Yes, I have seen a few successors of rural properties who have not had a passion for the land, and succeeded out of a sense of duty (due to expectations, emotional ties to the family heritage, etc).
Fortunately, later in life I have seen some of these have a realisation (often due to a personal crisis) which has led them to quit the farm, and follow their passion.
WHEN IS THE TIME RIGHT?
Let us now look at some biological aspects of succession planning.
I am a biodynamic practitioner, and follow some of the teachings of Rudolph Steiner.
One of his theories is that as human beings, our life progresses in “blocks” of seven years.
Now nine cycles of seven brings us to sixty-three.
If you study numerology, there’s significance in the nines.
Nine is completion. So, nine lots of seven brings us to sixty-three. Add six and three and you have nine. Time, my friends, for completion.
Now between sixty-three and seventy, we are supposed to hand over all that we “do” to someone younger.
The price we pay for not acting on this, is that we can get so set in our ways that no one wants to work with us.
This then drives off younger family members, employees and friends who see no way to advance in the business.
Maybe you haven’t yet come across this age-based / numerology-based idea in your succession planning workshops or readings.
I feel it is a very important “missing link”.
Now before you throw a hiss fit, and start on about how you are still fit, and active, and want to be involved in the business for many years to come, I will throw you a lifeline.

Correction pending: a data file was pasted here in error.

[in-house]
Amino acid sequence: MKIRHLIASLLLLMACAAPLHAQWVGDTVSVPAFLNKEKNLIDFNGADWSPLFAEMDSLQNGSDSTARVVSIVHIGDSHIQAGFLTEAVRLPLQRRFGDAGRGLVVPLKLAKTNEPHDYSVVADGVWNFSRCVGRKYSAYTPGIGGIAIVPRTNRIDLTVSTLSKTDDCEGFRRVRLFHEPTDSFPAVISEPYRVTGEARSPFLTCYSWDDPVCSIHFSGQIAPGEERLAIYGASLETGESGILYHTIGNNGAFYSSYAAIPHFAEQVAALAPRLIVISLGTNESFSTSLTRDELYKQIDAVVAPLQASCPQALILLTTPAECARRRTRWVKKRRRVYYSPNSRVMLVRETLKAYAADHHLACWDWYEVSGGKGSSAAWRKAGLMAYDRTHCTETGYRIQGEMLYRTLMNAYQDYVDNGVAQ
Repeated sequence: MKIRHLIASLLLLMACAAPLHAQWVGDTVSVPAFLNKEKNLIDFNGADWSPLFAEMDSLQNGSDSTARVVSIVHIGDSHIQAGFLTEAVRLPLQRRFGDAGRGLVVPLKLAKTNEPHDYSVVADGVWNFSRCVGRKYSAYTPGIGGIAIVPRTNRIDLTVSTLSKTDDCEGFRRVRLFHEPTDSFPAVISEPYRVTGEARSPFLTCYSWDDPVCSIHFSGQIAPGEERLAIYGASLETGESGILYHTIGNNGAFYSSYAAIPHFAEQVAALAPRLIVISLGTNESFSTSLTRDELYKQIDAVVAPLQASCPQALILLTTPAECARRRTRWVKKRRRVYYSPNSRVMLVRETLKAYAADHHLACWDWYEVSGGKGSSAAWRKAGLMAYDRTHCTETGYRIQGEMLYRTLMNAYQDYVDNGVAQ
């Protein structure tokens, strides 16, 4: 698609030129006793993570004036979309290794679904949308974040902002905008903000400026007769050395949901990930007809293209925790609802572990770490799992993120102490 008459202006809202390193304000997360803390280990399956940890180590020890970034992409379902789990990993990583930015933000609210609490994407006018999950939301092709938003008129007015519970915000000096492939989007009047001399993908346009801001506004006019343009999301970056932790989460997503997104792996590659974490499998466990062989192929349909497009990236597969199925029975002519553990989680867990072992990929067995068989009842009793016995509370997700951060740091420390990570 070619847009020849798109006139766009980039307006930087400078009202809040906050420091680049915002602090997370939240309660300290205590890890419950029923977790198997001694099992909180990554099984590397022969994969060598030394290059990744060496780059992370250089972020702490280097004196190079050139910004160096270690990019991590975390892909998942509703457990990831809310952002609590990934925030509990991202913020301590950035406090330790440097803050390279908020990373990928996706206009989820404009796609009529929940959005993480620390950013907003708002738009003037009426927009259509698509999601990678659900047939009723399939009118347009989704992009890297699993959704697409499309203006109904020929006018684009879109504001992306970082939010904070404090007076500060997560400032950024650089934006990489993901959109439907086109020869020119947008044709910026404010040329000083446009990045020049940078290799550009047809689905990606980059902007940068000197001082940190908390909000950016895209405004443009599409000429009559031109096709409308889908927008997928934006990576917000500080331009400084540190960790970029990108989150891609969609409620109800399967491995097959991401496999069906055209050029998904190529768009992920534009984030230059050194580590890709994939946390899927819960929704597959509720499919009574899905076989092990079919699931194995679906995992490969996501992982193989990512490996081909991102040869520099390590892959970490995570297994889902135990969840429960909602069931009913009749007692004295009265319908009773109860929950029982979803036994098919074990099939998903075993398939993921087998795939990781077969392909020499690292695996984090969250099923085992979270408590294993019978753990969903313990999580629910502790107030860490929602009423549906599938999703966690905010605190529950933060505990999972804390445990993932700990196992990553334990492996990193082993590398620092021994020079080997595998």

NOT NECESSARILY ALL OR NOTHING
You can begin to hand over the running of the business, the financial, and physical management, while transitioning into a role of mentor, advisor, supporter, and your services, and wisdom will be much appreciated.
I have done this, and can vouch for the effectiveness of the strategy.
So successful has it been for me that I am about to launch into phase two, and transition my new farm (bought at sixty-three) into a new form of ownership, where I become a minor shareholder, and the farming is done by young people who have a passion to farm, however lack the capital to buy land.
Here are a few questions that might help you to get thinking about your own succession plan.
What about sharing your plan?
How have you arrived/will you arrive at your succession plan?
Will you meet with all stakeholders?
Will your successors be having input into the shape/structure of your plan?
Who will be your successor/s?
Will it be family, a friend, an employee, or other?
Are all involved filled with joy about the plan?
Do you have any specific questions that you’d like to see answered in this blog?
One thing that came to me when on the phone with John Leggett was the concept of next generation and regenerative agriculture. Yes next gen, and regen!
What effect will transition to the next generation of land managers have on the landscape?
I look back on my experience, and the transitions from my grandparents to my parents, to myself, and now onto the new owners of the land.
The transition from my grandparents, in who’s era transport was largely horse drawn vehicles, stock work was on horses, stock transport was droving, timber treatment was with an axe, and labour was cheap.
In my parents’ era there were many changes. Mechanical clearing of timber, chemical usage in agriculture, in the form of insecticides, herbicides, and fertilizers, cars became the mode of transport, & stock movement to market was on trucks.
These, along with many other changes, had their effect on land management. Unfortunately, much of this change was degenerative!
A NEW ERA OF LANDSCAPE MANAGEMENT